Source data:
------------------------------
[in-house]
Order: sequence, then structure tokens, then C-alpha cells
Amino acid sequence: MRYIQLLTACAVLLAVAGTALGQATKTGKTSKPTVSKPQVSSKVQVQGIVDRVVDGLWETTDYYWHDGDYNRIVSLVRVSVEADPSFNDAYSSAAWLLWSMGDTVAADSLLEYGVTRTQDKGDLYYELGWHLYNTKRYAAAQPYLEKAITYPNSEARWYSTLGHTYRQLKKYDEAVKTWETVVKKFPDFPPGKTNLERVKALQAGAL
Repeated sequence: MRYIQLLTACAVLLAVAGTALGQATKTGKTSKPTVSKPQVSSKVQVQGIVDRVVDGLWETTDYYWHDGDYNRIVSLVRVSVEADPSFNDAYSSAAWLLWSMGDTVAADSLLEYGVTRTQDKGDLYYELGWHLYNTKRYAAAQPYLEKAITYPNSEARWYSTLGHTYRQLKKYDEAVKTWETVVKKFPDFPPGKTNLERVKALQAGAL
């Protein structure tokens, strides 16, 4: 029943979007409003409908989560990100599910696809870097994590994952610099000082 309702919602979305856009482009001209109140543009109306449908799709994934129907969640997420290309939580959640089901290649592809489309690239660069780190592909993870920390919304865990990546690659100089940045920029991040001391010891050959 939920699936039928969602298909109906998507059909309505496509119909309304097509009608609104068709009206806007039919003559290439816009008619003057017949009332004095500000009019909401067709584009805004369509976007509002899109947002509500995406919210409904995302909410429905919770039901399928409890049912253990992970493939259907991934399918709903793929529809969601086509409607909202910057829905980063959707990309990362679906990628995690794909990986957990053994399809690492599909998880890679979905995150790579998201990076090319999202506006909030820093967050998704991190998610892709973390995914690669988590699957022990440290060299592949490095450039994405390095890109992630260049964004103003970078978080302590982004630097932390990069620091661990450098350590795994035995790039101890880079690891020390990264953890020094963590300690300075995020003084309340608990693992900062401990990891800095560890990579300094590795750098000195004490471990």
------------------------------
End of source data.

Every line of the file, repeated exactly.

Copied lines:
[in-house]
Order: sequence, then structure tokens, then C-alpha cells
Amino acid sequence: MRYIQLLTACAVLLAVAGTALGQATKTGKTSKPTVSKPQVSSKVQVQGIVDRVVDGLWETTDYYWHDGDYNRIVSLVRVSVEADPSFNDAYSSAAWLLWSMGDTVAADSLLEYGVTRTQDKGDLYYELGWHLYNTKRYAAAQPYLEKAITYPNSEARWYSTLGHTYRQLKKYDEAVKTWETVVKKFPDFPPGKTNLERVKALQAGAL
Repeated sequence: MRYIQLLTACAVLLAVAGTALGQATKTGKTSKPTVSKPQVSSKVQVQGIVDRVVDGLWETTDYYWHDGDYNRIVSLVRVSVEADPSFNDAYSSAAWLLWSMGDTVAADSLLEYGVTRTQDKGDLYYELGWHLYNTKRYAAAQPYLEKAITYPNSEARWYSTLGHTYRQLKKYDEAVKTWETVVKKFPDFPPGKTNLERVKALQAGAL
């Protein structure tokens, strides 16, 4: 029943979007409003409908989560990100599910696809870097994590994952610099000082 309702919602979305856009482009001209109140543009109306449908799709994934129907969640997420290309939580959640089901290649592809489309690239660069780190592909993870920390919304865990990546690659100089940045920029991040001391010891050959 939920699936039928969602298909109906998507059909309505496509119909309304097509009608609104068709009206806007039919003559290439816009008619003057017949009332004095500000009019909401067709584009805004369509976007509002899109947002509500995406919210409904995302909410429905919770039901399928409890049912253990992970493939259907991934399918709903793929529809969601086509409607909202910057829905980063959707990309990362679906990628995690794909990986957990053994399809690492599909998880890679979905995150790579998201990076090319999202506006909030820093967050998704991190998610892709973390995914690669988590699957022990440290060299592949490095450039994405390095890109992630260049964004103003970078978080302590982004630097932390990069620091661990450098350590795994035995790039101890880079690891020390990264953890020094963590300690300075995020003084309340608990693992900062401990990891800095560890990579300094590795750098000195004490471990």